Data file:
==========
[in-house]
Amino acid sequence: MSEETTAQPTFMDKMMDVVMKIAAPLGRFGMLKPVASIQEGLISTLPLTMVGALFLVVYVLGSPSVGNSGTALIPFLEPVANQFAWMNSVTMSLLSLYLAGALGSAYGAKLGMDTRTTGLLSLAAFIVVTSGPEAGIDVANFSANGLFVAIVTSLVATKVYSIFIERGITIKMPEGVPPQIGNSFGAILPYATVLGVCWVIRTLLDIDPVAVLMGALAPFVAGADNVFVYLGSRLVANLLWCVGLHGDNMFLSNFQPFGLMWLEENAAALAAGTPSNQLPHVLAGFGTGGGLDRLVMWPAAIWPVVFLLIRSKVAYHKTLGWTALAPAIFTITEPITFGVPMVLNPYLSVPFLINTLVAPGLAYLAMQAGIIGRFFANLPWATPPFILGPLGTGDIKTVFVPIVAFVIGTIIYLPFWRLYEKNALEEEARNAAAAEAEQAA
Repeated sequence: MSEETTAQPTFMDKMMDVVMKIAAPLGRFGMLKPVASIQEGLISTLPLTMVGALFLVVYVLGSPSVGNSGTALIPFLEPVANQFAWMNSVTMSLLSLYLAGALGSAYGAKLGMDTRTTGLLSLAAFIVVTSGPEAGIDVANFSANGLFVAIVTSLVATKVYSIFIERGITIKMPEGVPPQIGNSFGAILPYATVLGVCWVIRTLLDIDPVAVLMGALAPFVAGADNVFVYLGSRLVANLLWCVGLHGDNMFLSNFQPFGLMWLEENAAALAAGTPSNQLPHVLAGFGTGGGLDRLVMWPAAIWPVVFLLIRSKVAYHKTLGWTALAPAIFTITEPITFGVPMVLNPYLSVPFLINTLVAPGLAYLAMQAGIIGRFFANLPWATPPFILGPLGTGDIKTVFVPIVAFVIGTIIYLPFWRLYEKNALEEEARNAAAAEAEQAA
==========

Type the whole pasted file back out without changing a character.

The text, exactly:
[in-house]
Amino acid sequence: MSEETTAQPTFMDKMMDVVMKIAAPLGRFGMLKPVASIQEGLISTLPLTMVGALFLVVYVLGSPSVGNSGTALIPFLEPVANQFAWMNSVTMSLLSLYLAGALGSAYGAKLGMDTRTTGLLSLAAFIVVTSGPEAGIDVANFSANGLFVAIVTSLVATKVYSIFIERGITIKMPEGVPPQIGNSFGAILPYATVLGVCWVIRTLLDIDPVAVLMGALAPFVAGADNVFVYLGSRLVANLLWCVGLHGDNMFLSNFQPFGLMWLEENAAALAAGTPSNQLPHVLAGFGTGGGLDRLVMWPAAIWPVVFLLIRSKVAYHKTLGWTALAPAIFTITEPITFGVPMVLNPYLSVPFLINTLVAPGLAYLAMQAGIIGRFFANLPWATPPFILGPLGTGDIKTVFVPIVAFVIGTIIYLPFWRLYEKNALEEEARNAAAAEAEQAA
Repeated sequence: MSEETTAQPTFMDKMMDVVMKIAAPLGRFGMLKPVASIQEGLISTLPLTMVGALFLVVYVLGSPSVGNSGTALIPFLEPVANQFAWMNSVTMSLLSLYLAGALGSAYGAKLGMDTRTTGLLSLAAFIVVTSGPEAGIDVANFSANGLFVAIVTSLVATKVYSIFIERGITIKMPEGVPPQIGNSFGAILPYATVLGVCWVIRTLLDIDPVAVLMGALAPFVAGADNVFVYLGSRLVANLLWCVGLHGDNMFLSNFQPFGLMWLEENAAALAAGTPSNQLPHVLAGFGTGGGLDRLVMWPAAIWPVVFLLIRSKVAYHKTLGWTALAPAIFTITEPITFGVPMVLNPYLSVPFLINTLVAPGLAYLAMQAGIIGRFFANLPWATPPFILGPLGTGDIKTVFVPIVAFVIGTIIYLPFWRLYEKNALEEEARNAAAAEAEQAA